Night holds her mysteries close,
within the folds of her velvet cloak.
This is the garment in which she intends
to wrap you, to transform you into
another of her secret children she holds
so snug you can hear her heartbeat.
Perhaps you’ve perceived her wordless
poem in iambic meter, the soft something
that goes buh-bump buh-bump in night,
as you enfold yourself within her embrace,
full of hope to escape the blinding realities
of day, where you’re but a speck of dust
among its billions of souls, rather than
night’s only child there in your bed.
Alone, even if you’re lying close enough
to another you can hear their version
of night’s mysterious limping lullaby.
Buh-bump, buh-bump, buh-bump, until you’re
a castaway floating alone in the soft, black
embrace of another of night’s passages
Day 17’s NaPoWriMo poem, in the form of a nocturne, a musical composition meant to be played at night, usually for piano, and with a tender and melancholy sort of sound.
Each night’s become another
recitation of a rosary strung
with whispered Ave Marias
disrupted by the calls
from a father never seen,
a judge ever recognized.
This circle of fine filigree
inevitably will lie broken,
perhaps tossed under the bed
with rest of the best forgotten,
like the kind of secrets
that arouse you just before
you come to the crossroad
metaphor of a rising son,
that sacrificial cross, the sign
This is the ritual I perform
each night, attached to a chain
linked to the miracle
of that blessed kind of death
lasting only a little while.
Five of the last seven nights have been this way, broken into decades of fruitless near-sleep. Nothing new, just nothing so recent. Once this was my obsession, then my obsessive literary theme. I’m hoping to break THIS particular chain with a new poem from my old, sleep-deprived brain.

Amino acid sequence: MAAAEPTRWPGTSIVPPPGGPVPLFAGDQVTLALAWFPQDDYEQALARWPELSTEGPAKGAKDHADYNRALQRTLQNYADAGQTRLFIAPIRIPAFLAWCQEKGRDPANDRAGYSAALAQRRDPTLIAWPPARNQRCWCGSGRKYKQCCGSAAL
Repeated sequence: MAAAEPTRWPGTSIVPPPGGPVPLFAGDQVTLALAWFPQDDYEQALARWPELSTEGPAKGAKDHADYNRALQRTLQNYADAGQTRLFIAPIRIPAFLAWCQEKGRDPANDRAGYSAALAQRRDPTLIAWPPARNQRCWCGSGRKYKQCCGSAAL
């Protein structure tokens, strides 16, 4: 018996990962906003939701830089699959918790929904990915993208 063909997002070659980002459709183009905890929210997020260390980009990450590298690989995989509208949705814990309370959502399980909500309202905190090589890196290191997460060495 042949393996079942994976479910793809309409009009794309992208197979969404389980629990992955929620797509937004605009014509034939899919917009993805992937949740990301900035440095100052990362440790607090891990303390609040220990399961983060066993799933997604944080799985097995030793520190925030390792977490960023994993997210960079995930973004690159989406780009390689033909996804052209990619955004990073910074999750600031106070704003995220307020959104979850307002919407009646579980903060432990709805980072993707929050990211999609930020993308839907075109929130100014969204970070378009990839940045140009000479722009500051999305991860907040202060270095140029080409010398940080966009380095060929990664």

They each hold their positions
of conscious unconsciousness.
One on her side, her back, her side,
gently rolling in a sea of slumber
only a child floats upon.
The other, in his soft chair,
head back, closed eyelids a’twitch,
whispering the tender tuneN
of the chain saw’s lullaby.
The house is quiet, save for
the call and response of
the gentle snores of toddler,
grandparent and furnace,
all keeping harmony with
the breathing of nearby homes,
each suspended from the dreamy
winter afternoon sky by tendrils
of exhalation from their chimneys
swaying in the breeze
like a nursery of cradles.
Any similarities between this scene and mine and my granddaughter’s afternoon here in cold and sleepy upstate New York are completely coincidental. Yeah…sure.
The afternoon lies so quiet you can
hear the air breathe from the heating vents
to the ceiling, where it swirls and drops
like a lover’s whisper on your pillow.
You never enjoyed naps, such siestas
seeming to embezzle from you, skimming their
time-is-money cut from something your sure
you should be doing…if you could only
stay awake in your recliner.
You’d arise from those afternoon suspensions
of consciousness and verticality feeling
worse than when you reclined.
But that was before you turned 60.
Now you crawl into these twisted trysts
with the post-meridian Delilah
who stole your once Samson-like strength
(and hair). You fight her Morphean
ministrations until she strokes your brow,
untying the knots in your expanding forehead.
She draws you into her somnolent embrace
with sultry promises, warm upon your face
like the dreamy promises of that expectant lover.
And you fall for her once again.
finally swallowed me,
I sank below the surface
into the blessed death
that isn’t The End.
There’ve been times
I’d have accepted
from which there’s
no catching your breath,
no ellipsis, and
never any question.
This time, though,
the bliss I miss
in its arms,
carefree and numb,
until that rarest treasure,
opened my hooded mind’s eye
and there you stood.
Must’ve been a dream,
because you loosened
sleep’s sweet embrace
with an unsolicited kiss,
something that’ll haunt
my ever-restless nights
Bedtime poem about bedtime.
It’s strange how some mornings
I wake up before the sun,
and a light I cannot see
goes on there in the dark.
Even with my eyes closed
I see things I haven’t seen
in a long time. Most likely
because I’ve kept my eyes closed.
It happens more and more
these not-quite days, when
I really would like back
those extra two hours of sleep
these vivid visions stole
in the blackness of this room,
where I thought I shut everything —
doors, eyes, mind — long ago.
Maybe it’s our hours I wish
I hadn’t lost that want me back.